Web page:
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Lawrence Friedman, assistant director in the civil fraud section of the Department of Justice, offers some advice that providers would be well served to heed regarding the emerging health care anti-fraud landscape:
Likewise, Friedman says, providers shouldn’t think cutting a deal with state prosecutors necessarily will be the end of the problem, even though at times the feds will act with deference, especially in areas where the federal government is very active such as drug pricing and kickback issues.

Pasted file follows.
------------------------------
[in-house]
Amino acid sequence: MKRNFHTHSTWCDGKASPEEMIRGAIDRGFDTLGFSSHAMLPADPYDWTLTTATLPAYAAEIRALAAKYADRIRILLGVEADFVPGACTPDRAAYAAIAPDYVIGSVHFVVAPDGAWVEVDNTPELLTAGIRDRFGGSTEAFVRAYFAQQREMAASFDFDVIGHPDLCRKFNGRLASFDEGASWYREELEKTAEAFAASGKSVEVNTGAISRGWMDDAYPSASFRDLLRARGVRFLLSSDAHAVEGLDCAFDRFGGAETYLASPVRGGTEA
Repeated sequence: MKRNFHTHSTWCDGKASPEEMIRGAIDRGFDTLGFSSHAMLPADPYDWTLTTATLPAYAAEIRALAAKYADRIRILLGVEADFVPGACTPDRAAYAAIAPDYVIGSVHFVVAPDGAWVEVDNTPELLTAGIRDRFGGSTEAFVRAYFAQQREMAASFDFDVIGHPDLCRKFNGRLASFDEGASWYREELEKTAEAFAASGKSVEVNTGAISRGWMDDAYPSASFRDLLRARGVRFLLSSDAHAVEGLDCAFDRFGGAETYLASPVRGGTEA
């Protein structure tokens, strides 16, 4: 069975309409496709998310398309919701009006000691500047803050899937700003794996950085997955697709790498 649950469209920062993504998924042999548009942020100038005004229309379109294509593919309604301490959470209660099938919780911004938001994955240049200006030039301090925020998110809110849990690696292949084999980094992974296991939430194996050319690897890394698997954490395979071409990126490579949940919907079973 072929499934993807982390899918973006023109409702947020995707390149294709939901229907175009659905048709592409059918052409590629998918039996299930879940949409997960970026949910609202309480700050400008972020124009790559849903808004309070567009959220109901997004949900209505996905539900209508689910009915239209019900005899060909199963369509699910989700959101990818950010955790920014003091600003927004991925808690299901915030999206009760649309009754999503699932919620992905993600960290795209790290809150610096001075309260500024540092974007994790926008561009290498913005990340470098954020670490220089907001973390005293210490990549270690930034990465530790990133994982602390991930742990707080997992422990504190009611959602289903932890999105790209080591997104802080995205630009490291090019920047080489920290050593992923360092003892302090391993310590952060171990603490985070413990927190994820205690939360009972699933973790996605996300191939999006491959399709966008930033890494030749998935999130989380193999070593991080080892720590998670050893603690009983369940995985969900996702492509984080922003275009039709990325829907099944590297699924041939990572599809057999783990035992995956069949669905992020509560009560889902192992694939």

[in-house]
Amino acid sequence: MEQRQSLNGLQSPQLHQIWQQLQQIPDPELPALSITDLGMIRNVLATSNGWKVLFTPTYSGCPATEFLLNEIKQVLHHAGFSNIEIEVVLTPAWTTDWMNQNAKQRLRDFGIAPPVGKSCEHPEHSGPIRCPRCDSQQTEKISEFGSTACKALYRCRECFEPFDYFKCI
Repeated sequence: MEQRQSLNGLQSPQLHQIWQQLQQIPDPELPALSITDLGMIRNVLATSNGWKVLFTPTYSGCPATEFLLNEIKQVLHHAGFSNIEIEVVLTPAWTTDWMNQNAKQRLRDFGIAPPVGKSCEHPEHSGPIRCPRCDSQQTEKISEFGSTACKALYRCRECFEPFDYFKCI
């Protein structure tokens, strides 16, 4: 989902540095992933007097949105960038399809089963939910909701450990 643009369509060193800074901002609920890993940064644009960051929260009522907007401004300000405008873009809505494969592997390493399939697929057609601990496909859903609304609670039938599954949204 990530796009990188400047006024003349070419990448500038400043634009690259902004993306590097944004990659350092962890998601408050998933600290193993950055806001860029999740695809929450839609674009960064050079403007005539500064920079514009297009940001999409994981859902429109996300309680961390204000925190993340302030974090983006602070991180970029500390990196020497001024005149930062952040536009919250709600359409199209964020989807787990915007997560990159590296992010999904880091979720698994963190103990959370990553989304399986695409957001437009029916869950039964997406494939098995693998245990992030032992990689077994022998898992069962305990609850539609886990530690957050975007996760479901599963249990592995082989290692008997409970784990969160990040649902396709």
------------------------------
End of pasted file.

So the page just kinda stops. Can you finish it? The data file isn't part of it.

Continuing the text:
"Make sure you coordinate," he says. "You are not going to bypass the assistant U.S. attorney by making a deal with the state prosecutor."
In short, Friedman says that providers must consider the impact these interrelated negotiations will have on a possible voluntary disclosure, other investigations, and the overall defense.
"Even if it is an ultimately reasonable resolution, don’t shortcut it," he warns. "That is not going to help you. It is going to hurt you. It is going to delay things and make you put money in escrow or put money up with nothing in return. Don’t play that game."